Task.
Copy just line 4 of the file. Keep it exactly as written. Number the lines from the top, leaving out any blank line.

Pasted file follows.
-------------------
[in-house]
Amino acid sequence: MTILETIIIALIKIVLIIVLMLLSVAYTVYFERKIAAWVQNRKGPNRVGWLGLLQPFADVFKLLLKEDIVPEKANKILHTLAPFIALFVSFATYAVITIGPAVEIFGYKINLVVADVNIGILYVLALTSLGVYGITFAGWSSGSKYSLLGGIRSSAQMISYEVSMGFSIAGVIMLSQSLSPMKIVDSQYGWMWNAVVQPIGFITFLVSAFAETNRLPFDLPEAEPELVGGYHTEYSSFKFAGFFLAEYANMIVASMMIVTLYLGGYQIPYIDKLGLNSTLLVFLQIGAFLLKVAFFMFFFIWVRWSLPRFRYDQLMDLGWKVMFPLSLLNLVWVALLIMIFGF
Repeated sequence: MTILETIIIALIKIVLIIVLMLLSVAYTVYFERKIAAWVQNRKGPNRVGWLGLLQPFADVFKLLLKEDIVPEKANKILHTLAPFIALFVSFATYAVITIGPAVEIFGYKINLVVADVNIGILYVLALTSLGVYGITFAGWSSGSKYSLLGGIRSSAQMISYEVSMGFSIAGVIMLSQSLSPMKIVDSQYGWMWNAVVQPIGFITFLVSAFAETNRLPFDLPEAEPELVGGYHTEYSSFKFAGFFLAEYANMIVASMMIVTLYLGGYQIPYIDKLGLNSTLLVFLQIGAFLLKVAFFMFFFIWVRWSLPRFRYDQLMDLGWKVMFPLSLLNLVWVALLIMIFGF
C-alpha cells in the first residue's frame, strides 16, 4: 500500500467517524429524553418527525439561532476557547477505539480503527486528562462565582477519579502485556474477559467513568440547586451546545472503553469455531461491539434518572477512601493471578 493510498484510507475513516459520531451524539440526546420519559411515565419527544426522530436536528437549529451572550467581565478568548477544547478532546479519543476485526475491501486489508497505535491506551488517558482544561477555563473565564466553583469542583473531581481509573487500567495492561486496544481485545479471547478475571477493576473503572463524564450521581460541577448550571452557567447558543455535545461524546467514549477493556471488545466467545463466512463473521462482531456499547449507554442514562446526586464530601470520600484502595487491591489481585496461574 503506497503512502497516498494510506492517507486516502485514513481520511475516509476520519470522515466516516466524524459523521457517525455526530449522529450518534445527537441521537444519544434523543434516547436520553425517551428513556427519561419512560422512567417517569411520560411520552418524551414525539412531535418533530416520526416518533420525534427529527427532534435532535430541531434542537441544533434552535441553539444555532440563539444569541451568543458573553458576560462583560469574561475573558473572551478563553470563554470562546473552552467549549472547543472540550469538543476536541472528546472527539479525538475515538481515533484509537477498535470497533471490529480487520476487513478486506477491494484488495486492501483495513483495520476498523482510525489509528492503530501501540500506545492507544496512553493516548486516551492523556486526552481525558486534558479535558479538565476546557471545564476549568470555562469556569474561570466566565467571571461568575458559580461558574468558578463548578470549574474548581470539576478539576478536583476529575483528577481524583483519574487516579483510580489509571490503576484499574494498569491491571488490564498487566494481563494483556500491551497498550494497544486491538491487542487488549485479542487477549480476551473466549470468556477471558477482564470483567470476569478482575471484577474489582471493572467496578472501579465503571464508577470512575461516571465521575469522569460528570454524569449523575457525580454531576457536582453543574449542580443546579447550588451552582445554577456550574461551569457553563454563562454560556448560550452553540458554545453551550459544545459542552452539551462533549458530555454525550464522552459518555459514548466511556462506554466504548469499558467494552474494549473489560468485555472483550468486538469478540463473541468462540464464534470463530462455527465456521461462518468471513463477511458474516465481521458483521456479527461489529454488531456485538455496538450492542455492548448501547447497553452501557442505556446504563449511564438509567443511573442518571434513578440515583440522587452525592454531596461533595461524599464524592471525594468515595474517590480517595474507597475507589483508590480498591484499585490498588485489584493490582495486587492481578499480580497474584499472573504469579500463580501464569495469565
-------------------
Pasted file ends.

C-alpha cells in the first residue's frame, strides 16, 4: 500500500467517524429524553418527525439561532476557547477505539480503527486528562462565582477519579502485556474477559467513568440547586451546545472503553469455531461491539434518572477512601493471578 493510498484510507475513516459520531451524539440526546420519559411515565419527544426522530436536528437549529451572550467581565478568548477544547478532546479519543476485526475491501486489508497505535491506551488517558482544561477555563473565564466553583469542583473531581481509573487500567495492561486496544481485545479471547478475571477493576473503572463524564450521581460541577448550571452557567447558543455535545461524546467514549477493556471488545466467545463466512463473521462482531456499547449507554442514562446526586464530601470520600484502595487491591489481585496461574 503506497503512502497516498494510506492517507486516502485514513481520511475516509476520519470522515466516516466524524459523521457517525455526530449522529450518534445527537441521537444519544434523543434516547436520553425517551428513556427519561419512560422512567417517569411520560411520552418524551414525539412531535418533530416520526416518533420525534427529527427532534435532535430541531434542537441544533434552535441553539444555532440563539444569541451568543458573553458576560462583560469574561475573558473572551478563553470563554470562546473552552467549549472547543472540550469538543476536541472528546472527539479525538475515538481515533484509537477498535470497533471490529480487520476487513478486506477491494484488495486492501483495513483495520476498523482510525489509528492503530501501540500506545492507544496512553493516548486516551492523556486526552481525558486534558479535558479538565476546557471545564476549568470555562469556569474561570466566565467571571461568575458559580461558574468558578463548578470549574474548581470539576478539576478536583476529575483528577481524583483519574487516579483510580489509571490503576484499574494498569491491571488490564498487566494481563494483556500491551497498550494497544486491538491487542487488549485479542487477549480476551473466549470468556477471558477482564470483567470476569478482575471484577474489582471493572467496578472501579465503571464508577470512575461516571465521575469522569460528570454524569449523575457525580454531576457536582453543574449542580443546579447550588451552582445554577456550574461551569457553563454563562454560556448560550452553540458554545453551550459544545459542552452539551462533549458530555454525550464522552459518555459514548466511556462506554466504548469499558467494552474494549473489560468485555472483550468486538469478540463473541468462540464464534470463530462455527465456521461462518468471513463477511458474516465481521458483521456479527461489529454488531456485538455496538450492542455492548448501547447497553452501557442505556446504563449511564438509567443511573442518571434513578440515583440522587452525592454531596461533595461524599464524592471525594468515595474517590480517595474507597475507589483508590480498591484499585490498588485489584493490582495486587492481578499480580497474584499472573504469579500463580501464569495469565